The Community Climate Guide and Response (CCGR) is a text (SMS) blasting system designed to deliver alerts and crucial advisories to the general public in times of emergency, through the two major mobile networks in the Philippines: Globe and Smart. Weather updates, DepEd advisories on suspension of classes, typhoon updates, flood and tsunami warnings, and evacuation center assignments by barangay are just some examples of critical information disseminated by the system.
The system also allows private individuals to directly text the following offices during emergency situations: the City Disaster Risk Reduction and Management Office (CDRRMO), the Bureau of Fire Protection (BFP), the Tacloban City Police Office (TCPO), and the Tacloban Rescue Unit (TACRU). Responders from these offices are mandated to call the texters within 30 seconds upon receiving their messages.
The CCGR is operational 24 hours a day, 7 days a week. Currently, it is one of the priority projects of the leadership of Tacloban City Mayor Cristina G. Romualdez.
Key features of the system include the following:
- Autoreply to inquiries based on keywords
- Centralized monitoring in emergency-related offices like CDRRMO, TCPO, BFP, TOMECO and CSWDO
- Peace and Order for Public Safety
- Feedback mechanism
- Online polls and surveys
- Automatic generation of reports to guide decision making processes, to include the following: - Complaints recurrent per week/ month
- Trends to guide program and policy review in key areas like DRR, Police, Fire and CSWDO cases, as well as other critical services of the City Government of Tacloban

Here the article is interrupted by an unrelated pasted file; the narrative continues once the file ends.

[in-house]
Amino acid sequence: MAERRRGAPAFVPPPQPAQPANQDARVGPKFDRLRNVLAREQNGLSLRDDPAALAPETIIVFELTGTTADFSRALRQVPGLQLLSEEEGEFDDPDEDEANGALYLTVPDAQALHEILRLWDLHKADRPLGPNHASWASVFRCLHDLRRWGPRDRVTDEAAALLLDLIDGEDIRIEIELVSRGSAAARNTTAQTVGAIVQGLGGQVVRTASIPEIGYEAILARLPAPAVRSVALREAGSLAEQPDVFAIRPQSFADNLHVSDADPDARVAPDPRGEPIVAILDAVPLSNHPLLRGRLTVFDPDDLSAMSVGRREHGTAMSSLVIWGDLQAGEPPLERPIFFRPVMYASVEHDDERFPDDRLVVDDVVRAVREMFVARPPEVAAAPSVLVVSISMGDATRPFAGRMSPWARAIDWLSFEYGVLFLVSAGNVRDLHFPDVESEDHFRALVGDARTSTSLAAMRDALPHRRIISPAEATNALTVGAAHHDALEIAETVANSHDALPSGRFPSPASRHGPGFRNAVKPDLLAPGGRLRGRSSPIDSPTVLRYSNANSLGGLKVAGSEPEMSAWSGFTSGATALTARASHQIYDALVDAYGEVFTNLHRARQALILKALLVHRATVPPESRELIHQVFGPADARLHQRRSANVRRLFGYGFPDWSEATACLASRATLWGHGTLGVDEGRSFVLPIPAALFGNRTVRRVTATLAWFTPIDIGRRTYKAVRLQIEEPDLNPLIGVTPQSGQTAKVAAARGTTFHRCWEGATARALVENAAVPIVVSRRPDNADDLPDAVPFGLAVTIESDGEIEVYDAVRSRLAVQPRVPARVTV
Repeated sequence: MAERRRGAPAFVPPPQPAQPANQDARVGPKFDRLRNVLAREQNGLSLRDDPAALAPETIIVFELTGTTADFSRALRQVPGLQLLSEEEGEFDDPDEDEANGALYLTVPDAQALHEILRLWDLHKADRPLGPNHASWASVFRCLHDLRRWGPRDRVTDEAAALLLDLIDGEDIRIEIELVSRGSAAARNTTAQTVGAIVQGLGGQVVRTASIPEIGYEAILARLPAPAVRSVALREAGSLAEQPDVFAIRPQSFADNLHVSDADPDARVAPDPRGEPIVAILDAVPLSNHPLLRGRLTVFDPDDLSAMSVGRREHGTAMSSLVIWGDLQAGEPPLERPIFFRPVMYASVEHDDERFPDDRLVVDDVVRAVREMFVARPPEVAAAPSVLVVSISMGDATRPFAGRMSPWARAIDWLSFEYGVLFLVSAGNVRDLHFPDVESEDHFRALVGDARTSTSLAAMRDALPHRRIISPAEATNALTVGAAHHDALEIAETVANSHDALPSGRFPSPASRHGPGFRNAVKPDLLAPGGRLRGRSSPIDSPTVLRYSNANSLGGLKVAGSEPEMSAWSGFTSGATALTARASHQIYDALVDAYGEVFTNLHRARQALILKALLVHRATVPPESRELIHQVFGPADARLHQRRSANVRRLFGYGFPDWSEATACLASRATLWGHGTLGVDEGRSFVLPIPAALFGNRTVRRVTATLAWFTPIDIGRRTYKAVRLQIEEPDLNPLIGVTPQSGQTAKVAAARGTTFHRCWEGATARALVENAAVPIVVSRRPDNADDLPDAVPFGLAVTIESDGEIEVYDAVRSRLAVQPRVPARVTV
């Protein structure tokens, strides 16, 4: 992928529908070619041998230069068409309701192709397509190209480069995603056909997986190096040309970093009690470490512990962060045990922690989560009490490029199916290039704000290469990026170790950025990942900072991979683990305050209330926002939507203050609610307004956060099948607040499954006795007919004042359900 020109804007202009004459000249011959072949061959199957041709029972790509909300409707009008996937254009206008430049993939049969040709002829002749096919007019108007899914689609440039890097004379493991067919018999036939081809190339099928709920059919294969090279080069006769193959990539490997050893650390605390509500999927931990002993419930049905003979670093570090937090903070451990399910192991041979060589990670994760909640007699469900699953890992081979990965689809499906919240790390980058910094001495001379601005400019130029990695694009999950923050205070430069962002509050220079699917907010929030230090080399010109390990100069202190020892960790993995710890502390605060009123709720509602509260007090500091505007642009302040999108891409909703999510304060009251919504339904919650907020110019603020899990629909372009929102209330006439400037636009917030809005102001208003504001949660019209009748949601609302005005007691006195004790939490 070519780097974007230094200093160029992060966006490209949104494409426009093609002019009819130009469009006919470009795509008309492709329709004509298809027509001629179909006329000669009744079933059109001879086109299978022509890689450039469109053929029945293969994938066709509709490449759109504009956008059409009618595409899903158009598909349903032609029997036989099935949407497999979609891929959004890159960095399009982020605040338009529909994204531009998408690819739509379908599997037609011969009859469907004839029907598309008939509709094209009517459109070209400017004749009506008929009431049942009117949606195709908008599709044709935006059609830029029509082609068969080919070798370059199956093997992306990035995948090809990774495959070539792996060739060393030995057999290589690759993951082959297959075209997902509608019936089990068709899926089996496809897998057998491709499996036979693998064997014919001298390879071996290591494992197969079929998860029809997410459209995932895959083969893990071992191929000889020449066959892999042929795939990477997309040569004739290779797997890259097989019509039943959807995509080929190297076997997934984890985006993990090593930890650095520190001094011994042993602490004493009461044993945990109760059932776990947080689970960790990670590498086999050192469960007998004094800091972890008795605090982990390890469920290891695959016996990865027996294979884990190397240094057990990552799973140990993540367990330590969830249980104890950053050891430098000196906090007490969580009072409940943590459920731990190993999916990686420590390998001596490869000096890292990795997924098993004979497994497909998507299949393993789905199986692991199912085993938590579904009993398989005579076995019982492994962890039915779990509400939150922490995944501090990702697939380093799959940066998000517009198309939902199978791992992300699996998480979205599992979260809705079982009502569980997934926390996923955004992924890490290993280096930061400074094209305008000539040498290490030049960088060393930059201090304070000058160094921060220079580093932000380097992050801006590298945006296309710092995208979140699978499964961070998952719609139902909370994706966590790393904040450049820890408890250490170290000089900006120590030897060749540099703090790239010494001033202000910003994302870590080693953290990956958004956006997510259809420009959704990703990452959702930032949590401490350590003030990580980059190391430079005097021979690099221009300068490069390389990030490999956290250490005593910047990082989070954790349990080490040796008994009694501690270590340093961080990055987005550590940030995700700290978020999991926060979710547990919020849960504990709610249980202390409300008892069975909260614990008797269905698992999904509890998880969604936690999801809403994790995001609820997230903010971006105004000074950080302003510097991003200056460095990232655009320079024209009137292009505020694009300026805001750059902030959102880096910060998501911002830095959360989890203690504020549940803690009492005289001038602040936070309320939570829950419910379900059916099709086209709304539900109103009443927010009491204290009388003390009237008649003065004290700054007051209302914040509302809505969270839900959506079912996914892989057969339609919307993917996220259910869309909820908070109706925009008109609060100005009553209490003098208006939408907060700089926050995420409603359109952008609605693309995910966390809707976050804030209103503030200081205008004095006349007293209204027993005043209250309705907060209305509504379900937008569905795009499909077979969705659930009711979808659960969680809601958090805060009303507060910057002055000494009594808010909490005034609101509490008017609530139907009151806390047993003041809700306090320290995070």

The CCGR’s main advantage is that it is SMS technology-based. Messages can be sent or “blasted” to a large number of people at a time, either from a list of contacts or to all the users within a particular area at any given time. This service is called broadcasting and is used to contact residents of a local government unit to distribute news and other information to subscribers.
The system provides the following benefits:
- SMS is personal. It goes straight to the recipient’s mobile phone – directly into their hands.
- An SMS can reach the residents wherever they are.
- For a typhoon-frequented area like Tacloban City, internet or email is not always accessible especially during times of disaster.
- Text messages can easily be forwarded from one person to many others.
- Residents will have their cellphones with them most of the time. The chances that residents will receive and read a message delivered to his mobile phone is very high compared to the internet, or other forms of broadcast communication.